By: Assoc. Prof. Ts. Dr. Aznul Qalid Md Sabri
I read with keen interest a recent article at Futurism.com entitled “When AI Is Trained on AI-Generated Data, Strange Things Start to Happen”. The author was trying to put into context an inherent danger that lurks within the world of generative AI, if not monitored. This is especially so after the explosive popularity of generative AI scene following the introduction of ChatGPT to the public in November 2022.
Model collapse, a term gaining prominence within the AI domain, signifies a critical hurdle that AI models can encounter during their learning phase. To put it simply, model collapse refers to a scenario where an AI model fails to learn effectively from the data it is provided. In the context of generative AI, this issue manifests as the model primarily learning from other generative AI systems, often relying on synthetic or artificially generated data.
This concern has not gone unnoticed; AI researchers have been sounding the alarm about the potential risks associated with widespread adoption of generative AI models. However, the challenge that remains is multifaceted and requires comprehensive addressing. This entails establishing robust AI governance mechanisms that facilitate collaboration and coordination among key players involved in the development of generative AI models, both locally and globally.
An essential aspect of this collaboration involves information sharing, and collectively ascertaining the origins of the data that AI models are trained on. Apart from maintaining transparency and accountability in AI development; these efforts are necessary to prevent the proliferation of noisy synthetic data—a phenomenon where erroneous or misleading data generated by AI systems comes into contact with mainstream AI models.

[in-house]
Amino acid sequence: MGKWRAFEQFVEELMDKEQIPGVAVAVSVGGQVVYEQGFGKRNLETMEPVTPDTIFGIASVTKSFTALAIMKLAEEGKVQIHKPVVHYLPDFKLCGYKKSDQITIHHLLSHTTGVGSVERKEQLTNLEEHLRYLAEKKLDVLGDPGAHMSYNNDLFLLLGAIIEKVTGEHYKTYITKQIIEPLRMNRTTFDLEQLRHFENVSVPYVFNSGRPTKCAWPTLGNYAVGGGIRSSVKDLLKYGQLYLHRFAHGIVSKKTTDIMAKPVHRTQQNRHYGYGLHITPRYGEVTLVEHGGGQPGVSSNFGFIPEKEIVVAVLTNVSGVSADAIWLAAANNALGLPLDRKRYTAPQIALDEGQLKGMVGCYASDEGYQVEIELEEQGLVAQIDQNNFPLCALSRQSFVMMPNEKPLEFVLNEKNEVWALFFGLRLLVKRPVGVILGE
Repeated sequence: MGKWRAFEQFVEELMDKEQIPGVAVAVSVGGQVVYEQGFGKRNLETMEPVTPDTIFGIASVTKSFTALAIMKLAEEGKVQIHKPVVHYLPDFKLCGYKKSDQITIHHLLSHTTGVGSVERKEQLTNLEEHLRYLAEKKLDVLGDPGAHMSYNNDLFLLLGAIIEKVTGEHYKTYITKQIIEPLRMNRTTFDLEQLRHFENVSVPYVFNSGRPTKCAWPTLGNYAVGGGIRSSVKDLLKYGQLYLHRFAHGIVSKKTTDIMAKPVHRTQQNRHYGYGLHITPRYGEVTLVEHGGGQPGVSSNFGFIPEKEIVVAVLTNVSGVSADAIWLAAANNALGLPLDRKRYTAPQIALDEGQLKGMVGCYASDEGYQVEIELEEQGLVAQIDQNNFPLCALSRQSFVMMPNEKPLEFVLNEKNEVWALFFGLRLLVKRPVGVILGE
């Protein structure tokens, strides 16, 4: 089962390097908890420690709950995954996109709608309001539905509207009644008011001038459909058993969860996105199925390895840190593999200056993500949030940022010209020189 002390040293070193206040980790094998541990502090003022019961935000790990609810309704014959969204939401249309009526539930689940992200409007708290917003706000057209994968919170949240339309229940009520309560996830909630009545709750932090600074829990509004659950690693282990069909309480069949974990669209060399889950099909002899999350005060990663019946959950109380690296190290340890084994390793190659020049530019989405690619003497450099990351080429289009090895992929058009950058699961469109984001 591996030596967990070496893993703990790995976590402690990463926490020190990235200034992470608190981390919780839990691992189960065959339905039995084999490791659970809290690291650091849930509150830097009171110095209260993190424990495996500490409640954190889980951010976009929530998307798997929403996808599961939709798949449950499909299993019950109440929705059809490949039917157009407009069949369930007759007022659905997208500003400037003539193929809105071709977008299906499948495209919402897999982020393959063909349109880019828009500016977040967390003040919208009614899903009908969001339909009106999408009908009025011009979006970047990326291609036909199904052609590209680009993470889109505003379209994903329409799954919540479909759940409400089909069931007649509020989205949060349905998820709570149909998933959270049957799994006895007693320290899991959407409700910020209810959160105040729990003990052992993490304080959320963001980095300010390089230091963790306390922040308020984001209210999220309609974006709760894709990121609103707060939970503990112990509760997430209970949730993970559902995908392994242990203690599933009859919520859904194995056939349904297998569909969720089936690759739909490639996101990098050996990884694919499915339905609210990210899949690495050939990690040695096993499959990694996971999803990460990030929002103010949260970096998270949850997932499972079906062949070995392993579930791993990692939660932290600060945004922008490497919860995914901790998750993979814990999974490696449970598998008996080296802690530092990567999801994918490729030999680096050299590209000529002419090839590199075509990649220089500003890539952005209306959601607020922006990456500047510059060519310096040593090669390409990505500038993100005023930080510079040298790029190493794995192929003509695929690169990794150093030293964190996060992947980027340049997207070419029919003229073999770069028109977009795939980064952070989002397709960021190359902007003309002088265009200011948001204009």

In a more accessible context, envision this as an intricate ecosystem where multiple parties contribute to the growth of AI technology, while ensuring it does not deviate from its intended purpose due to inadequate quality control. For this ecosystem to thrive and produce reliable outcomes, it is essential for these contributors to collectively manage the quality of data and models.
Considering the expanding role of AI in critical sectors such as healthcare, it becomes even more crucial. AI models might be used in patient risk assessment, for example, where it is used to predict patient outcomes and assess risks based on medical data. If a predictive model suffers from model collapse, it might become excessively reliant on certain patient profiles or data patterns, leading to biased or inaccurate risk assessments.
In another example, generative AI models can also be used to generate personalized treatment plans based on patient’s medical history. In the case of model collapse, the AI might generate treatment plans that are very similar to a few standard protocols, disregarding the uniqueness of patient individuality. This could lead to suboptimal, or wasteful (and even dangerous!) treatment recommendations.
In conclusion, the call for effective AI governance stems from the need to build a harmonious relationship between technological advancement and responsible usage. The objective is to strike the right balance that harnesses the potential of generative AI models, without succumbing to the risks associated with unchecked development, such as model collapse.
The author is an Associate Professor at the Department of Artificial Intelligence, Faculty of Computer Science and Information Technology, Universiti Malaya. He may be reached at email@example.com